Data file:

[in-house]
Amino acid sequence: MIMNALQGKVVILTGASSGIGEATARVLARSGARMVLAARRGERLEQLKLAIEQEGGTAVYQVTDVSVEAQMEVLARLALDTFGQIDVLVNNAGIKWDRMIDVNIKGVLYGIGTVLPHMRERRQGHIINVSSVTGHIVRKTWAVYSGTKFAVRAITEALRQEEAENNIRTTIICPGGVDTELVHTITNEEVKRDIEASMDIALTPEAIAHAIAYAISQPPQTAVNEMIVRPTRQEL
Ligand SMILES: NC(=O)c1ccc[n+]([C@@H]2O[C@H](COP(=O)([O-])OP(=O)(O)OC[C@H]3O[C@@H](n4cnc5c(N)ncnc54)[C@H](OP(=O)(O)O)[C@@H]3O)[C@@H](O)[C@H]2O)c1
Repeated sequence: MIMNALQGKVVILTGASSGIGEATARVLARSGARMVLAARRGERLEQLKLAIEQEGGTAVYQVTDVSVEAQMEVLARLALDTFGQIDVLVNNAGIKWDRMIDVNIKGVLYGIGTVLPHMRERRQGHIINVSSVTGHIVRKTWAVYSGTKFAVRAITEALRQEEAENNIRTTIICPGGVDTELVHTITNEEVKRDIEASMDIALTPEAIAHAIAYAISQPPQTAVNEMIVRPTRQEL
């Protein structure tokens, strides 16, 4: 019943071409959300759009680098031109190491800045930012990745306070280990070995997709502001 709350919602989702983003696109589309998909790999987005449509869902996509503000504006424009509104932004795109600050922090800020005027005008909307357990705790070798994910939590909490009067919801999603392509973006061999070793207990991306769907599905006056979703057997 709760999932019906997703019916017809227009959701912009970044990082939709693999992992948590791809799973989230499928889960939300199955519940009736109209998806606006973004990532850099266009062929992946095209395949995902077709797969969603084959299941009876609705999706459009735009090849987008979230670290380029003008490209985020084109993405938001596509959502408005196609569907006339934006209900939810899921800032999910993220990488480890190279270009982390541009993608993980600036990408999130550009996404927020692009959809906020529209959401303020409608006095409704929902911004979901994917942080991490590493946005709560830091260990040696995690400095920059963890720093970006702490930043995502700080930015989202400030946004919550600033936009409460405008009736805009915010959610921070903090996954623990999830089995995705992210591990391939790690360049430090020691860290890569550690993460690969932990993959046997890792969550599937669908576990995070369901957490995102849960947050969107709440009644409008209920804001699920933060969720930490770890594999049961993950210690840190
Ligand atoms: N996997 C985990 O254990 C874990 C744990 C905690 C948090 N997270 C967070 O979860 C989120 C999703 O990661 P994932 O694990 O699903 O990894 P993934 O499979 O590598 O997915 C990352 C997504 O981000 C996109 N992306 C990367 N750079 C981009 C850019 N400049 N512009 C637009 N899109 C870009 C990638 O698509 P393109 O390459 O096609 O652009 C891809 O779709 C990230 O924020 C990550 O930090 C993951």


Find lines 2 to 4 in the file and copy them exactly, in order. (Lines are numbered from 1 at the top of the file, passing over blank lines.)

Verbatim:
Amino acid sequence: MIMNALQGKVVILTGASSGIGEATARVLARSGARMVLAARRGERLEQLKLAIEQEGGTAVYQVTDVSVEAQMEVLARLALDTFGQIDVLVNNAGIKWDRMIDVNIKGVLYGIGTVLPHMRERRQGHIINVSSVTGHIVRKTWAVYSGTKFAVRAITEALRQEEAENNIRTTIICPGGVDTELVHTITNEEVKRDIEASMDIALTPEAIAHAIAYAISQPPQTAVNEMIVRPTRQEL
Ligand SMILES: NC(=O)c1ccc[n+]([C@@H]2O[C@H](COP(=O)([O-])OP(=O)(O)OC[C@H]3O[C@@H](n4cnc5c(N)ncnc54)[C@H](OP(=O)(O)O)[C@@H]3O)[C@@H](O)[C@H]2O)c1
Repeated sequence: MIMNALQGKVVILTGASSGIGEATARVLARSGARMVLAARRGERLEQLKLAIEQEGGTAVYQVTDVSVEAQMEVLARLALDTFGQIDVLVNNAGIKWDRMIDVNIKGVLYGIGTVLPHMRERRQGHIINVSSVTGHIVRKTWAVYSGTKFAVRAITEALRQEEAENNIRTTIICPGGVDTELVHTITNEEVKRDIEASMDIALTPEAIAHAIAYAISQPPQTAVNEMIVRPTRQEL